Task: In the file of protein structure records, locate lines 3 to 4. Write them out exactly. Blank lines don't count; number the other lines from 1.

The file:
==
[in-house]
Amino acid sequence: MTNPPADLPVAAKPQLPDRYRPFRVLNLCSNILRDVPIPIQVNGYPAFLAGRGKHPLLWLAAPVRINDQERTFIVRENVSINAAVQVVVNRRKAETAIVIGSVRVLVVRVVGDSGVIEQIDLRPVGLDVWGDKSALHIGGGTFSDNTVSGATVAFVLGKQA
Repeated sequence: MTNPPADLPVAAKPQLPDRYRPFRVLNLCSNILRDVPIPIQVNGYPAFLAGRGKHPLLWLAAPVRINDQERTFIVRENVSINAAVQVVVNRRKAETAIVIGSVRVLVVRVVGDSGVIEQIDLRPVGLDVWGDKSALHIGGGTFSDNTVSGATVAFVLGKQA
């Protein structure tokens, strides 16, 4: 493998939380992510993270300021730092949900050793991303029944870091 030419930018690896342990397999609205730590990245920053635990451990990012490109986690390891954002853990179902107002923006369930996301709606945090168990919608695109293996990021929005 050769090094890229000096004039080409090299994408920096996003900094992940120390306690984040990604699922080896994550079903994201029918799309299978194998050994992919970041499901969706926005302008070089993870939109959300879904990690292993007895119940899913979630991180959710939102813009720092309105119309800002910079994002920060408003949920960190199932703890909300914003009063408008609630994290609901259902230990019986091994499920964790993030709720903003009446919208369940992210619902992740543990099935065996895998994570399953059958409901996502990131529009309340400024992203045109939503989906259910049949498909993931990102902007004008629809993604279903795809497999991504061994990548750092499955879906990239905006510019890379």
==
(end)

Repeated sequence: MTNPPADLPVAAKPQLPDRYRPFRVLNLCSNILRDVPIPIQVNGYPAFLAGRGKHPLLWLAAPVRINDQERTFIVRENVSINAAVQVVVNRRKAETAIVIGSVRVLVVRVVGDSGVIEQIDLRPVGLDVWGDKSALHIGGGTFSDNTVSGATVAFVLGKQA
């Protein structure tokens, strides 16, 4: 493998939380992510993270300021730092949900050793991303029944870091 030419930018690896342990397999609205730590990245920053635990451990990012490109986690390891954002853990179902107002923006369930996301709606945090168990919608695109293996990021929005 050769090094890229000096004039080409090299994408920096996003900094992940120390306690984040990604699922080896994550079903994201029918799309299978194998050994992919970041499901969706926005302008070089993870939109959300879904990690292993007895119940899913979630991180959710939102813009720092309105119309800002910079994002920060408003949920960190199932703890909300914003009063408008609630994290609901259902230990019986091994499920964790993030709720903003009446919208369940992210619902992740543990099935065996895998994570399953059958409901996502990131529009309340400024992203045109939503989906259910049949498909993931990102902007004008629809993604279903795809497999991504061994990548750092499955879906990239905006510019890379």